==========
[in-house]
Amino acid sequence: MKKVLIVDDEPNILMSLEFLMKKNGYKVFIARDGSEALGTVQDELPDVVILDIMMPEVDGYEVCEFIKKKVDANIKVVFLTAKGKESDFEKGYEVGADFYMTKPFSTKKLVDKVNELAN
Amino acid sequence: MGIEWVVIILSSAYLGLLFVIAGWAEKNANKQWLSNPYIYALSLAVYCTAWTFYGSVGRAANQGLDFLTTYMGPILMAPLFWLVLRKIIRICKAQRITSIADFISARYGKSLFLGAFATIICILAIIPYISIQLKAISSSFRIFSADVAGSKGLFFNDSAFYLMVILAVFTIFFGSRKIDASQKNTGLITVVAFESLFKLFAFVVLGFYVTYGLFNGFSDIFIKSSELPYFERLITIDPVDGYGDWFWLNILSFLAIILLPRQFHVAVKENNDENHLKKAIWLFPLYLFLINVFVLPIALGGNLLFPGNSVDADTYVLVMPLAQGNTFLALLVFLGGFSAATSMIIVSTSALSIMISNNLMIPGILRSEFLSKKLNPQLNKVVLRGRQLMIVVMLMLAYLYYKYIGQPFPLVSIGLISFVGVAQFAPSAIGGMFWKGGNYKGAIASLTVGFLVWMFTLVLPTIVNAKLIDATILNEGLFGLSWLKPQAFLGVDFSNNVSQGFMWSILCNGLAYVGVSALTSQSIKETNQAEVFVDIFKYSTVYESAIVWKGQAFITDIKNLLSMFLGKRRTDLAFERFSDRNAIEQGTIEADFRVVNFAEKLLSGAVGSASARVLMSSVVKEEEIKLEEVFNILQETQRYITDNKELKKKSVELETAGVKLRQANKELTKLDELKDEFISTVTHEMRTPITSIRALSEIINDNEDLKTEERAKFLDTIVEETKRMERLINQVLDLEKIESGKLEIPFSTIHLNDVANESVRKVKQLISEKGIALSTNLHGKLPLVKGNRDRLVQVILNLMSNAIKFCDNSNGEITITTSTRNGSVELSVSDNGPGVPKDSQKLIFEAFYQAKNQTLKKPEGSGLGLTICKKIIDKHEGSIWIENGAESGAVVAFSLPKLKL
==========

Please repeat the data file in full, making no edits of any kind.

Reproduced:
[in-house]
Amino acid sequence: MKKVLIVDDEPNILMSLEFLMKKNGYKVFIARDGSEALGTVQDELPDVVILDIMMPEVDGYEVCEFIKKKVDANIKVVFLTAKGKESDFEKGYEVGADFYMTKPFSTKKLVDKVNELAN
Amino acid sequence: MGIEWVVIILSSAYLGLLFVIAGWAEKNANKQWLSNPYIYALSLAVYCTAWTFYGSVGRAANQGLDFLTTYMGPILMAPLFWLVLRKIIRICKAQRITSIADFISARYGKSLFLGAFATIICILAIIPYISIQLKAISSSFRIFSADVAGSKGLFFNDSAFYLMVILAVFTIFFGSRKIDASQKNTGLITVVAFESLFKLFAFVVLGFYVTYGLFNGFSDIFIKSSELPYFERLITIDPVDGYGDWFWLNILSFLAIILLPRQFHVAVKENNDENHLKKAIWLFPLYLFLINVFVLPIALGGNLLFPGNSVDADTYVLVMPLAQGNTFLALLVFLGGFSAATSMIIVSTSALSIMISNNLMIPGILRSEFLSKKLNPQLNKVVLRGRQLMIVVMLMLAYLYYKYIGQPFPLVSIGLISFVGVAQFAPSAIGGMFWKGGNYKGAIASLTVGFLVWMFTLVLPTIVNAKLIDATILNEGLFGLSWLKPQAFLGVDFSNNVSQGFMWSILCNGLAYVGVSALTSQSIKETNQAEVFVDIFKYSTVYESAIVWKGQAFITDIKNLLSMFLGKRRTDLAFERFSDRNAIEQGTIEADFRVVNFAEKLLSGAVGSASARVLMSSVVKEEEIKLEEVFNILQETQRYITDNKELKKKSVELETAGVKLRQANKELTKLDELKDEFISTVTHEMRTPITSIRALSEIINDNEDLKTEERAKFLDTIVEETKRMERLINQVLDLEKIESGKLEIPFSTIHLNDVANESVRKVKQLISEKGIALSTNLHGKLPLVKGNRDRLVQVILNLMSNAIKFCDNSNGEITITTSTRNGSVELSVSDNGPGVPKDSQKLIFEAFYQAKNQTLKKPEGSGLGLTICKKIIDKHEGSIWIENGAESGAVVAFSLPKLKL